Chapter 1, Part 5

posted Dec 16, 2009, 7:28 PM by Jeremy Poehnert   [ updated Dec 16, 2009, 9:56 PM ]
His head was spining, and he looked out the open window of the carriage while trying to gather his thoughts.  The street was muddy from the rain the previous night, which was doing nothing for the ever-present traffic.  Almost everyone agreed that the city, when rebuilt, would be beautiful.  But it had been seven years since the war ended, and their was a palpable sense it would be nice if the rebuilding could end sooner, rather than later.  But the blessing and curse of the city's near-complete destruction during the war was that they were rebuilding it almost from scratch.  That meant that everything had to be debated and discussed.  How big would the merchant's quarter be?  What happens when there aren't any surviving owners of a property? (the default was that all unowned property belonged to the crown, which meant that there was always someone prepared to claim a given property belonged to them).  What about these strange new "improvements?"  What's this about "public schools?"  And what's a sewer?  Hence, the construction process backed up, and the streets were full of lost carts of contrustion supplies, not to mention the normal supplies that kept the city running.

The carriage detoured around a collision between a cart carrying a group of Orc laborers and a wagon full of wulbern (an animal) eggs.  While the two drivers were arguing some of the more industrious bystanders were trying to help themselves to any surviving eggs.  The Orcs, clearly trying to avoid any trouble, huddled quietly to the side.  Truman sighed; whatever his issues, they didn't compare to what the city's newest waves of immigrants were facing...

They finally reached the Ruling Quarter.  The first area of the city rebuilt, the streets were paved with cobblestones, layed out in a clear pattern, and even had signs with words (although they also included symbols since literacy was still the exception, rather than the rule, at least among humans; for that matter, even the more literate Races, like the Goblins and Dwarfs, often werent' fluent in reading English).  At which point their progress picked up quickly.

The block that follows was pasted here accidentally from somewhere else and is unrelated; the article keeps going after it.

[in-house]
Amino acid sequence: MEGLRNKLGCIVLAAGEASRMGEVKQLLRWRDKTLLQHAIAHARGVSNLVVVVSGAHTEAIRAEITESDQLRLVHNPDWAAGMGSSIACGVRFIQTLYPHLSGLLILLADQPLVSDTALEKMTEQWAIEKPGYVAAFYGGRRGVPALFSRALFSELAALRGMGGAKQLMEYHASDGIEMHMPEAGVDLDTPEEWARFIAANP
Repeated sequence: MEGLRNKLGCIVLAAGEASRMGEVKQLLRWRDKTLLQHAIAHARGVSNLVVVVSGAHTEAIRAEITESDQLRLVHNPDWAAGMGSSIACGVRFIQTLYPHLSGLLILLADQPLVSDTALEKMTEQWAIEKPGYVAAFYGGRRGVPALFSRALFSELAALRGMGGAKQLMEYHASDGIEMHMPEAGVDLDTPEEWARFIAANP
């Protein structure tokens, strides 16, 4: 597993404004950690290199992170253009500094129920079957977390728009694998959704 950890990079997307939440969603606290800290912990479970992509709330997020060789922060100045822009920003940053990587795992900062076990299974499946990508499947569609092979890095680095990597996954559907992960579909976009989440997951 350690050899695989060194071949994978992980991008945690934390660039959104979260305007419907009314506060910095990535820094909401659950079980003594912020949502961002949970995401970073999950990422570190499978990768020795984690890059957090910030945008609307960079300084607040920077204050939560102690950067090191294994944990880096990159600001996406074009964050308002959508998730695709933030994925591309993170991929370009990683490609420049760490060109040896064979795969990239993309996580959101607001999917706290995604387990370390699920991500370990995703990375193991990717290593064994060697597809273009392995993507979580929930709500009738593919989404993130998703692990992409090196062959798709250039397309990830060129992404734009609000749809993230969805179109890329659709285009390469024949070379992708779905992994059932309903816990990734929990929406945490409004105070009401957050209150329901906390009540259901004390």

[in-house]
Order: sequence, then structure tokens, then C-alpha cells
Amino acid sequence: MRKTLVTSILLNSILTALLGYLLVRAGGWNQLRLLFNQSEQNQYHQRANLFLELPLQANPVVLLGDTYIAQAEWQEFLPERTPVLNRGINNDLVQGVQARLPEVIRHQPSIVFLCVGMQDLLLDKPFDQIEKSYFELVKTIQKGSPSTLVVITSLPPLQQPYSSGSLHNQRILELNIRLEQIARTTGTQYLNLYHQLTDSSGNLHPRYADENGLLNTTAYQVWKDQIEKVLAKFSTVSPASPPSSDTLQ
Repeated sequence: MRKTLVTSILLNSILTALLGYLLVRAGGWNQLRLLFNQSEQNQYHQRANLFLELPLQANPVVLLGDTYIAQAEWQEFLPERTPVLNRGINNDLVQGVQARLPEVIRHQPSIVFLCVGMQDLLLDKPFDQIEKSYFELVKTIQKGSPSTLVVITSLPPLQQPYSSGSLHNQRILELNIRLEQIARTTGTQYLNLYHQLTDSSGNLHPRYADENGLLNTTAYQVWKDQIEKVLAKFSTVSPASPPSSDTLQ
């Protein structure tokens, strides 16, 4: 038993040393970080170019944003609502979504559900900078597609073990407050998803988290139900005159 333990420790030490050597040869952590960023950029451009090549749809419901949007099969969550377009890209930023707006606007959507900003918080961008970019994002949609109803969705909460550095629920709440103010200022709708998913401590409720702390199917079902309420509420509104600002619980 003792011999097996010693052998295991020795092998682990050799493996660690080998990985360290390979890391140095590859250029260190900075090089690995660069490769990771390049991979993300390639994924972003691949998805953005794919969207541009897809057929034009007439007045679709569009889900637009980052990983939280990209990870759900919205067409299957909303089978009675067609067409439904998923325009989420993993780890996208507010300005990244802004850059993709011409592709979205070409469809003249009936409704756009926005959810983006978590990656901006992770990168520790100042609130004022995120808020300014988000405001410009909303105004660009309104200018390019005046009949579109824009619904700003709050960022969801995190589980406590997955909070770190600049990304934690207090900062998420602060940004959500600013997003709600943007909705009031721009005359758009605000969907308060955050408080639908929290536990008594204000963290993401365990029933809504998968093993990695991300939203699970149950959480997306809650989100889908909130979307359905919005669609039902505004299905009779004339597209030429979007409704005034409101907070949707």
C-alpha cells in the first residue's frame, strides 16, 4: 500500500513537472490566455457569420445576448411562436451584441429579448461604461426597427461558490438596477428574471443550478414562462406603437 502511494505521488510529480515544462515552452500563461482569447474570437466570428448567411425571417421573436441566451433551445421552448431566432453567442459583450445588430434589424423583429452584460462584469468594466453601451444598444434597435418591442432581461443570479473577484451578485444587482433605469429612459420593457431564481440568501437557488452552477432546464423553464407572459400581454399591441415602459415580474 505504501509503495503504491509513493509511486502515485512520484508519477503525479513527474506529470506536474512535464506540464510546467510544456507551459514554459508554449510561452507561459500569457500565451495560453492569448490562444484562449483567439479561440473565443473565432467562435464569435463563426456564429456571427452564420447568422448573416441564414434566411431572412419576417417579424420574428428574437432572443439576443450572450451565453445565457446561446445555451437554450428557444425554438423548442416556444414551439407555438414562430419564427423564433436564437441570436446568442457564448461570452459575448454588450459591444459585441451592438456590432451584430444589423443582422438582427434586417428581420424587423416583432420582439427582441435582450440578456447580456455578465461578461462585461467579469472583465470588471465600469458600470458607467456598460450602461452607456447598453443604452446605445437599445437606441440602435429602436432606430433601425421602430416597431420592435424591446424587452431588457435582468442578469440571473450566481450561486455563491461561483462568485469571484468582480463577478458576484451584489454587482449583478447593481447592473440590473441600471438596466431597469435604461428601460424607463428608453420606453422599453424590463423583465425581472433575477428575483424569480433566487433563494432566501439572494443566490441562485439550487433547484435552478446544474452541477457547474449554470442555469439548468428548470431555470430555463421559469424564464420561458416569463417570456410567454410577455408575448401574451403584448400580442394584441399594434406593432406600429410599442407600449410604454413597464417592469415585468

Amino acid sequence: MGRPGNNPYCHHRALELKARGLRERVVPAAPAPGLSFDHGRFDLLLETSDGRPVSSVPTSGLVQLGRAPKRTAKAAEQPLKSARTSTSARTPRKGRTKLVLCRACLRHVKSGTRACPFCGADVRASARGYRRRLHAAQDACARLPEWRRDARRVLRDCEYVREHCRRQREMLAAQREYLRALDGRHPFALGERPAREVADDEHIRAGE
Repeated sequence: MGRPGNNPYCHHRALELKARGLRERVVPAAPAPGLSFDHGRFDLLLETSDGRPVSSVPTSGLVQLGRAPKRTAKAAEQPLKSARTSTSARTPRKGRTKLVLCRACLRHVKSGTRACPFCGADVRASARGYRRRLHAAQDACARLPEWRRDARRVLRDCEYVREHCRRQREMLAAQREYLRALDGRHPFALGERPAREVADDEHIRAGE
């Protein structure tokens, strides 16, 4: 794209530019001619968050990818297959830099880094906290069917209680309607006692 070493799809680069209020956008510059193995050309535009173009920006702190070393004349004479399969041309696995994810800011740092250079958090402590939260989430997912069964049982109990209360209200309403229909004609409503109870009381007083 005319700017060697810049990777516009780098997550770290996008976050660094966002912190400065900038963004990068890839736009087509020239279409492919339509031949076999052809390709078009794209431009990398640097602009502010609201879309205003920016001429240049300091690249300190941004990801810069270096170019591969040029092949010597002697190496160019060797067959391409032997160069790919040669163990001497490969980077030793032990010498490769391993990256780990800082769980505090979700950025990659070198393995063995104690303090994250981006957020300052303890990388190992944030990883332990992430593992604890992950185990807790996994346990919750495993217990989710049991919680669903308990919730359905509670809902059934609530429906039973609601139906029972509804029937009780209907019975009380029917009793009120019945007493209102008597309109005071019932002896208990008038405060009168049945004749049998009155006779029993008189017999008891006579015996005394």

Truman realized the Phin and the Lawgiver were openly inspecting him, and was quickly brought back to his predicament.  He was surprised when the Dwarf offered him a flask, taken from a rack sitting between the cushions on the two sides of the carriage.  He said, in High Mountain (the Dwarfish Language) "Would you care for a drink, Young Apprentice?"  Truman, realizing how thirsty he was responded eargerly, without thinking "Thank you, Elder Lawgiver."  

The Lawgiver Darlon raised an eyebrow, and Phinn smiled and nodded.  "So you speak High Mountain."  Phinn's High Mountain was truly flawless, without what Truman knew to be his own, heavy accent. Unsure how to respond, Truman simply nodded, and took a deep drink of the clear liquid.  At which point he realized it wasn't water.  He felt the warmth slide down his throat and into his stomach, and looked in surprise at the flask.  His hosts were watching him, the Bard with a clear smile, apparently waiting for a reaction.

For a moment he was annoyed.  Were they testing him?  Why?  Despite his circumstances (and possibly because of the alcohol) he suddenly felt a flush of boldness.  "It's...It's been a long time since I've had Lowland Nectar."  Without any special intention he said it in High Mountain, as if continuing their conversation.

Lawgiver Darlon nodded, as if Truman had in fact passed some sort of test...which was both satisfying and frustrating.  What was going on here?  What did they want from him?

It was Phinn who responded, continuing in High Mountain; "I'm impressed you recognize it; it's not common in this area.  Have you been to the plains?

"I was raised there by my grandfather, and moved to the capital only when I entered the Guild."
"Ah, your grandfather, the esteemed Elder Historian (need last name).  He was truly one of the great Historians of our time."
Truman felt like like a response was needed "Thank you, Master Bard, your words honor my family." 

The Bard signed, and said to his companion, using English (I need a name for the human language) "No offense my friend, but I feel that this conversation would benefit for the more informal nature of my native tongue."

To Truman's surprise, Lawgiver laughed and responded "Informal?  Don't you mean sloppy?"